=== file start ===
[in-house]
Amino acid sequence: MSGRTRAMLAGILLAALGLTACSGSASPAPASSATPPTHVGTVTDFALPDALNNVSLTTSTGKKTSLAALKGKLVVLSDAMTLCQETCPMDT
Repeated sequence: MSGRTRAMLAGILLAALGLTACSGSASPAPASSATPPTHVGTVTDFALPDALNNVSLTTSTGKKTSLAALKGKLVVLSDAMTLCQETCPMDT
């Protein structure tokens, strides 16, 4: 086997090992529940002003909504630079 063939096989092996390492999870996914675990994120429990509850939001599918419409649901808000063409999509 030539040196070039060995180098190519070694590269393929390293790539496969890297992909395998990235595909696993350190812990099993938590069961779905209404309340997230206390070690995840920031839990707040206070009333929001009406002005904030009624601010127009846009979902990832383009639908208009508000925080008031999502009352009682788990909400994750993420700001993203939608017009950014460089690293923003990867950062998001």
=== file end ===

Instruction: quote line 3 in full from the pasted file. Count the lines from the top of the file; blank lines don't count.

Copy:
Repeated sequence: MSGRTRAMLAGILLAALGLTACSGSASPAPASSATPPTHVGTVTDFALPDALNNVSLTTSTGKKTSLAALKGKLVVLSDAMTLCQETCPMDT